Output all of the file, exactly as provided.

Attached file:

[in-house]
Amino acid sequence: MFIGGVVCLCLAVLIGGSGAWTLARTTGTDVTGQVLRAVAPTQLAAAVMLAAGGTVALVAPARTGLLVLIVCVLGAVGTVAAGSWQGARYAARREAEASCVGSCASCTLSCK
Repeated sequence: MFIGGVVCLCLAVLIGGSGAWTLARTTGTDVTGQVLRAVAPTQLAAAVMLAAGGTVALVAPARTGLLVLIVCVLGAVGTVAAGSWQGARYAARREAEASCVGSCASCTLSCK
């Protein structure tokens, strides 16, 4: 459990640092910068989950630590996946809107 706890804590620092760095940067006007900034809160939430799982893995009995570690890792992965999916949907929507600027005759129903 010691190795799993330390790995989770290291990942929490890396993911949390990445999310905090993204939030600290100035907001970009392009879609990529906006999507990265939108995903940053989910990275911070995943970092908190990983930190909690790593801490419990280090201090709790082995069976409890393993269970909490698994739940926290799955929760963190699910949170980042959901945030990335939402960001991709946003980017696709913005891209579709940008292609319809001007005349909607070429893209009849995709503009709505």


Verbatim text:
[in-house]
Amino acid sequence: MFIGGVVCLCLAVLIGGSGAWTLARTTGTDVTGQVLRAVAPTQLAAAVMLAAGGTVALVAPARTGLLVLIVCVLGAVGTVAAGSWQGARYAARREAEASCVGSCASCTLSCK
Repeated sequence: MFIGGVVCLCLAVLIGGSGAWTLARTTGTDVTGQVLRAVAPTQLAAAVMLAAGGTVALVAPARTGLLVLIVCVLGAVGTVAAGSWQGARYAARREAEASCVGSCASCTLSCK
């Protein structure tokens, strides 16, 4: 459990640092910068989950630590996946809107 706890804590620092760095940067006007900034809160939430799982893995009995570690890792992965999916949907929507600027005759129903 010691190795799993330390790995989770290291990942929490890396993911949390990445999310905090993204939030600290100035907001970009392009879609990529906006999507990265939108995903940053989910990275911070995943970092908190990983930190909690790593801490419990280090201090709790082995069976409890393993269970909490698994739940926290799955929760963190699910949170980042959901945030990335939402960001991709946003980017696709913005891209579709940008292609319809001007005349909607070429893209009849995709503009709505």